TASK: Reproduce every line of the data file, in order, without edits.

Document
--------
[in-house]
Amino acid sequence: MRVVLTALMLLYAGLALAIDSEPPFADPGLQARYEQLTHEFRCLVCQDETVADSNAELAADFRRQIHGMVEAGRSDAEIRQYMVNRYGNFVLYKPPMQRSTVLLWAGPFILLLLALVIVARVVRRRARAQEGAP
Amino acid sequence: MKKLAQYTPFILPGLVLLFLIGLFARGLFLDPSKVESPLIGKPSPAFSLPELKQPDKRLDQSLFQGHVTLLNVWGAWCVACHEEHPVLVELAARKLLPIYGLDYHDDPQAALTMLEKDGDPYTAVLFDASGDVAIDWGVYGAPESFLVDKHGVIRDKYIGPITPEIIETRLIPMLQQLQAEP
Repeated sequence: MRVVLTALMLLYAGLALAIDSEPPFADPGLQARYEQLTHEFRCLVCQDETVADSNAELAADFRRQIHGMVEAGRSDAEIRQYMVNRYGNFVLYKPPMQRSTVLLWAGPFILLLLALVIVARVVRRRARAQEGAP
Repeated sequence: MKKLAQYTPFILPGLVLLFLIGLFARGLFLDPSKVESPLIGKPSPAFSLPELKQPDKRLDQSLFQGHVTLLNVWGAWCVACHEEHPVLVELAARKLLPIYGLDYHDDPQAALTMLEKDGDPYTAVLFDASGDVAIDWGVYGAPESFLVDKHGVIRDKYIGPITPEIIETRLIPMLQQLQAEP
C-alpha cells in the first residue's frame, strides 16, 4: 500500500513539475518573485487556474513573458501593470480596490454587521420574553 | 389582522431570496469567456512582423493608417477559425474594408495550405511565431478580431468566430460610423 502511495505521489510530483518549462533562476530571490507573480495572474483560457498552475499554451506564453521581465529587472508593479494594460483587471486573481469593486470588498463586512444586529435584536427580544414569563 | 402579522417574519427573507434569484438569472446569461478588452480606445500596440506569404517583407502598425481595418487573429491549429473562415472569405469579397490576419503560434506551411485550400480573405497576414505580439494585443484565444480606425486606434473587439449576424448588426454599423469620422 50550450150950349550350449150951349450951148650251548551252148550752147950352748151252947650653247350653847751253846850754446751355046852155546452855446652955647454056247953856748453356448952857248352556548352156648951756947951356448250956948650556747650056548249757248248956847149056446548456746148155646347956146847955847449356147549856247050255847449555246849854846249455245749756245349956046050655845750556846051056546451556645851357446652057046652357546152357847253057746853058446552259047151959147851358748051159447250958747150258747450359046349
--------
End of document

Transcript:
[in-house]
Amino acid sequence: MRVVLTALMLLYAGLALAIDSEPPFADPGLQARYEQLTHEFRCLVCQDETVADSNAELAADFRRQIHGMVEAGRSDAEIRQYMVNRYGNFVLYKPPMQRSTVLLWAGPFILLLLALVIVARVVRRRARAQEGAP
Amino acid sequence: MKKLAQYTPFILPGLVLLFLIGLFARGLFLDPSKVESPLIGKPSPAFSLPELKQPDKRLDQSLFQGHVTLLNVWGAWCVACHEEHPVLVELAARKLLPIYGLDYHDDPQAALTMLEKDGDPYTAVLFDASGDVAIDWGVYGAPESFLVDKHGVIRDKYIGPITPEIIETRLIPMLQQLQAEP
Repeated sequence: MRVVLTALMLLYAGLALAIDSEPPFADPGLQARYEQLTHEFRCLVCQDETVADSNAELAADFRRQIHGMVEAGRSDAEIRQYMVNRYGNFVLYKPPMQRSTVLLWAGPFILLLLALVIVARVVRRRARAQEGAP
Repeated sequence: MKKLAQYTPFILPGLVLLFLIGLFARGLFLDPSKVESPLIGKPSPAFSLPELKQPDKRLDQSLFQGHVTLLNVWGAWCVACHEEHPVLVELAARKLLPIYGLDYHDDPQAALTMLEKDGDPYTAVLFDASGDVAIDWGVYGAPESFLVDKHGVIRDKYIGPITPEIIETRLIPMLQQLQAEP
C-alpha cells in the first residue's frame, strides 16, 4: 500500500513539475518573485487556474513573458501593470480596490454587521420574553 | 389582522431570496469567456512582423493608417477559425474594408495550405511565431478580431468566430460610423 502511495505521489510530483518549462533562476530571490507573480495572474483560457498552475499554451506564453521581465529587472508593479494594460483587471486573481469593486470588498463586512444586529435584536427580544414569563 | 402579522417574519427573507434569484438569472446569461478588452480606445500596440506569404517583407502598425481595418487573429491549429473562415472569405469579397490576419503560434506551411485550400480573405497576414505580439494585443484565444480606425486606434473587439449576424448588426454599423469620422 50550450150950349550350449150951349450951148650251548551252148550752147950352748151252947650653247350653847751253846850754446751355046852155546452855446652955647454056247953856748453356448952857248352556548352156648951756947951356448250956948650556747650056548249757248248956847149056446548456746148155646347956146847955847449356147549856247050255847449555246849854846249455245749756245349956046050655845750556846051056546451556645851357446652057046652357546152357847253057746853058446552259047151959147851358748051159447250958747150258747450359046349